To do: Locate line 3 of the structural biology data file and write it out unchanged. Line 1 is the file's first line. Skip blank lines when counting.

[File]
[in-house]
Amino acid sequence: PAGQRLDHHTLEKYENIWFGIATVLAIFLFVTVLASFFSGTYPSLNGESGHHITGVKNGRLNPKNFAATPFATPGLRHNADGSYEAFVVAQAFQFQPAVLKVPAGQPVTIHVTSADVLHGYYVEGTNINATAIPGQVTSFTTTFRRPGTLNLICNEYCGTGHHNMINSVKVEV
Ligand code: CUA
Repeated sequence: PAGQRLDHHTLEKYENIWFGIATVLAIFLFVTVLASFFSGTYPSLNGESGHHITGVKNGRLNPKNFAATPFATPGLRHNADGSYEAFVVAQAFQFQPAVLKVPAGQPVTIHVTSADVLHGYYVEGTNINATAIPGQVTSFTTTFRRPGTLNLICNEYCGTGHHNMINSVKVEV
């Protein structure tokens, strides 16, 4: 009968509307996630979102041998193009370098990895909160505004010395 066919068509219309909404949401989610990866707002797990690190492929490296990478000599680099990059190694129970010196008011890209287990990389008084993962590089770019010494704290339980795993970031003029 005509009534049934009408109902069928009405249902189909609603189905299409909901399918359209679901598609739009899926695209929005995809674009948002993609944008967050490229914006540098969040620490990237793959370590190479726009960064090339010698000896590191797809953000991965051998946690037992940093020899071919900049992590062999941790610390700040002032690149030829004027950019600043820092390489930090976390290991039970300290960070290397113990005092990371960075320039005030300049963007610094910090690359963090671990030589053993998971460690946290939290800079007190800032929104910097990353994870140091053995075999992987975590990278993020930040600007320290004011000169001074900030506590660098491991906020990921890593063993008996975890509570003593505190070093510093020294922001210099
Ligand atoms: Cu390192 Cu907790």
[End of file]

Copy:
Ligand code: CUA